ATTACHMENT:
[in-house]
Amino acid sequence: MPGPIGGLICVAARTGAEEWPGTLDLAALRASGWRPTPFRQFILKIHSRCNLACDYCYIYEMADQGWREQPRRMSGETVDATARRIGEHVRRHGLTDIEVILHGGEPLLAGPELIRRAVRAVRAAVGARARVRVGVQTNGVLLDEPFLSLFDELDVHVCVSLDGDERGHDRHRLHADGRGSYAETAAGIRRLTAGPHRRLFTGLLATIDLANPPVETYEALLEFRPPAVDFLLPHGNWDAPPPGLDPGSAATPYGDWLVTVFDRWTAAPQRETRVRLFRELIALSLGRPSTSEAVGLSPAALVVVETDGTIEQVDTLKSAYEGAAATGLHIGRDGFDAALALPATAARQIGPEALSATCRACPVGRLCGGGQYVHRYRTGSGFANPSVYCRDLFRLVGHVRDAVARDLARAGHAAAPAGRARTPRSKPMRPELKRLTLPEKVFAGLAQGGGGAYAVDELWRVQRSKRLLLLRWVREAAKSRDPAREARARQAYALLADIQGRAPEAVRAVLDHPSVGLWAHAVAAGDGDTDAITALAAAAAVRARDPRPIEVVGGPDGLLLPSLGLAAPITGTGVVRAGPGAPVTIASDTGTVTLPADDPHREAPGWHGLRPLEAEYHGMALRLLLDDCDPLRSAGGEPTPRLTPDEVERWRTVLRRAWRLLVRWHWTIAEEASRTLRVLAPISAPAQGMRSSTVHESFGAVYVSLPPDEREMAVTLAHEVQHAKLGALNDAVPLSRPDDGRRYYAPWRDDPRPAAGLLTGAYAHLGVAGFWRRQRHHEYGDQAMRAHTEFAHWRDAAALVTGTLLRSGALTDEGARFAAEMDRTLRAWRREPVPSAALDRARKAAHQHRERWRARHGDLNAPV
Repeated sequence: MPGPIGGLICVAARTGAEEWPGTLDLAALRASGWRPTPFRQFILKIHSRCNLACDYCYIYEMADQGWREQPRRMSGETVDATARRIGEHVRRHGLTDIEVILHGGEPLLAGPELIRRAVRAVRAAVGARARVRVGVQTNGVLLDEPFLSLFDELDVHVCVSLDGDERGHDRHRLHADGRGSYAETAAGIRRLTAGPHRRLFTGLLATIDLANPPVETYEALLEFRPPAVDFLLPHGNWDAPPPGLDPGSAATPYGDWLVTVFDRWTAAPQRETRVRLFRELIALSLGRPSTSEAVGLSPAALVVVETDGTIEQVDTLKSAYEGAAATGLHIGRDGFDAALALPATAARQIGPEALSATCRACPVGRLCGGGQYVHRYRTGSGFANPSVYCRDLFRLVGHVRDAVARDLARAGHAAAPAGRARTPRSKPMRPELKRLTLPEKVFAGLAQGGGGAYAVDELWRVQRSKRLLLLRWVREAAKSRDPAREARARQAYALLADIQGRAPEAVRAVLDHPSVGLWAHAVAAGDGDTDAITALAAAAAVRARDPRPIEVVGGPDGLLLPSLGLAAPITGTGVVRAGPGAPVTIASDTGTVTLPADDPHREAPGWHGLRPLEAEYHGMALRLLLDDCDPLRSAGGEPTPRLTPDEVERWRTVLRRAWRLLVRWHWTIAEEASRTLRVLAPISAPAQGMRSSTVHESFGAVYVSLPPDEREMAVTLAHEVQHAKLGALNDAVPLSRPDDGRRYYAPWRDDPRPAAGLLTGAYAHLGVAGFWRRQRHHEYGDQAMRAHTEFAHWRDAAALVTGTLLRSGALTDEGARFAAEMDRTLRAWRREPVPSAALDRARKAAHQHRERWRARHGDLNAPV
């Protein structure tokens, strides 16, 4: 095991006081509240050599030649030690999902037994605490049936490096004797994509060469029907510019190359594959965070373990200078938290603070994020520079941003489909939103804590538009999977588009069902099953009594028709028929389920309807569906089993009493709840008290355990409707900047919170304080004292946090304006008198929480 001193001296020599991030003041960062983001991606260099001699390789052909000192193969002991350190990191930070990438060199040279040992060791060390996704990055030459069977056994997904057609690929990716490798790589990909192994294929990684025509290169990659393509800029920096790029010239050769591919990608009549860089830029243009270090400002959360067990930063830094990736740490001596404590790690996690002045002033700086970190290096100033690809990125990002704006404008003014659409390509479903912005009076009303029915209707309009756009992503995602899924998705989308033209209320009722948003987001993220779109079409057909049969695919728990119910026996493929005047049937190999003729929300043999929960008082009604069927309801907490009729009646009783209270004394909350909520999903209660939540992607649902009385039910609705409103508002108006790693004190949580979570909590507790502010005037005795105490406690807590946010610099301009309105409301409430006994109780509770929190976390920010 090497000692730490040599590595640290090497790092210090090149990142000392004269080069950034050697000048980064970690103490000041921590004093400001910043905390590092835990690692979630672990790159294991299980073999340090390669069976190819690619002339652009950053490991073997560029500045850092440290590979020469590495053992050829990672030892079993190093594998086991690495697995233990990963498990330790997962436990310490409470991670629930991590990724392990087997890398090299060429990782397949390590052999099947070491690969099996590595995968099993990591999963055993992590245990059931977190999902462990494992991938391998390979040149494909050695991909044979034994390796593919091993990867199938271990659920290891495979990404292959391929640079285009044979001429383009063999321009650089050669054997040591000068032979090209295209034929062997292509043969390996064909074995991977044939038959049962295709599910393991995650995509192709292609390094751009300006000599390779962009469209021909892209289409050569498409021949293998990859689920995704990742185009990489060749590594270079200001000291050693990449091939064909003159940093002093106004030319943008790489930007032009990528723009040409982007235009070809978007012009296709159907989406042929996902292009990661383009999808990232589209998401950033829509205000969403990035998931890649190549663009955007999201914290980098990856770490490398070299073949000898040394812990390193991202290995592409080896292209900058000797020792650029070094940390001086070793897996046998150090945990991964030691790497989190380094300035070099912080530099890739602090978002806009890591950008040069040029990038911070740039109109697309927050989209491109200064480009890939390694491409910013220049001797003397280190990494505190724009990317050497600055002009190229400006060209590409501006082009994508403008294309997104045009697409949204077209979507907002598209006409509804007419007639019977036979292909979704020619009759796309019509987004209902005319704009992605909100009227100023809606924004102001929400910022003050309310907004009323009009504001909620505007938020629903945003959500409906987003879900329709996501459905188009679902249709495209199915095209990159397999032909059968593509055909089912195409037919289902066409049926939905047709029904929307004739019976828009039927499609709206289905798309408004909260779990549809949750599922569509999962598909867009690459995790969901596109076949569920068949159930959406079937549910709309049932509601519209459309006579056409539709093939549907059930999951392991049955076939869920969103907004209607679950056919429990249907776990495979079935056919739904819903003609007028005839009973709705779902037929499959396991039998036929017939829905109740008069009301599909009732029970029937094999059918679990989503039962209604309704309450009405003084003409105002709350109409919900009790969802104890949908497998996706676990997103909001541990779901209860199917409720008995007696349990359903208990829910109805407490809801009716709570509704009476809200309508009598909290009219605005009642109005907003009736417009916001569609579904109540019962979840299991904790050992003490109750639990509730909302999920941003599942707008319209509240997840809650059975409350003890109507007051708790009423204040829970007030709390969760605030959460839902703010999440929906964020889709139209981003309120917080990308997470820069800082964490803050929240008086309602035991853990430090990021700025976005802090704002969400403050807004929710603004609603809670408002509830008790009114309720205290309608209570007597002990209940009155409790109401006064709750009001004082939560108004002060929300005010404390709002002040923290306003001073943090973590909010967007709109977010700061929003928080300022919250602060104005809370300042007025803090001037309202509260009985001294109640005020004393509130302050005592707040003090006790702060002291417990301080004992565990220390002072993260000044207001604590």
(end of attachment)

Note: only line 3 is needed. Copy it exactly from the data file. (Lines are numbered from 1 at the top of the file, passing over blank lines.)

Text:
Repeated sequence: MPGPIGGLICVAARTGAEEWPGTLDLAALRASGWRPTPFRQFILKIHSRCNLACDYCYIYEMADQGWREQPRRMSGETVDATARRIGEHVRRHGLTDIEVILHGGEPLLAGPELIRRAVRAVRAAVGARARVRVGVQTNGVLLDEPFLSLFDELDVHVCVSLDGDERGHDRHRLHADGRGSYAETAAGIRRLTAGPHRRLFTGLLATIDLANPPVETYEALLEFRPPAVDFLLPHGNWDAPPPGLDPGSAATPYGDWLVTVFDRWTAAPQRETRVRLFRELIALSLGRPSTSEAVGLSPAALVVVETDGTIEQVDTLKSAYEGAAATGLHIGRDGFDAALALPATAARQIGPEALSATCRACPVGRLCGGGQYVHRYRTGSGFANPSVYCRDLFRLVGHVRDAVARDLARAGHAAAPAGRARTPRSKPMRPELKRLTLPEKVFAGLAQGGGGAYAVDELWRVQRSKRLLLLRWVREAAKSRDPAREARARQAYALLADIQGRAPEAVRAVLDHPSVGLWAHAVAAGDGDTDAITALAAAAAVRARDPRPIEVVGGPDGLLLPSLGLAAPITGTGVVRAGPGAPVTIASDTGTVTLPADDPHREAPGWHGLRPLEAEYHGMALRLLLDDCDPLRSAGGEPTPRLTPDEVERWRTVLRRAWRLLVRWHWTIAEEASRTLRVLAPISAPAQGMRSSTVHESFGAVYVSLPPDEREMAVTLAHEVQHAKLGALNDAVPLSRPDDGRRYYAPWRDDPRPAAGLLTGAYAHLGVAGFWRRQRHHEYGDQAMRAHTEFAHWRDAAALVTGTLLRSGALTDEGARFAAEMDRTLRAWRREPVPSAALDRARKAAHQHRERWRARHGDLNAPV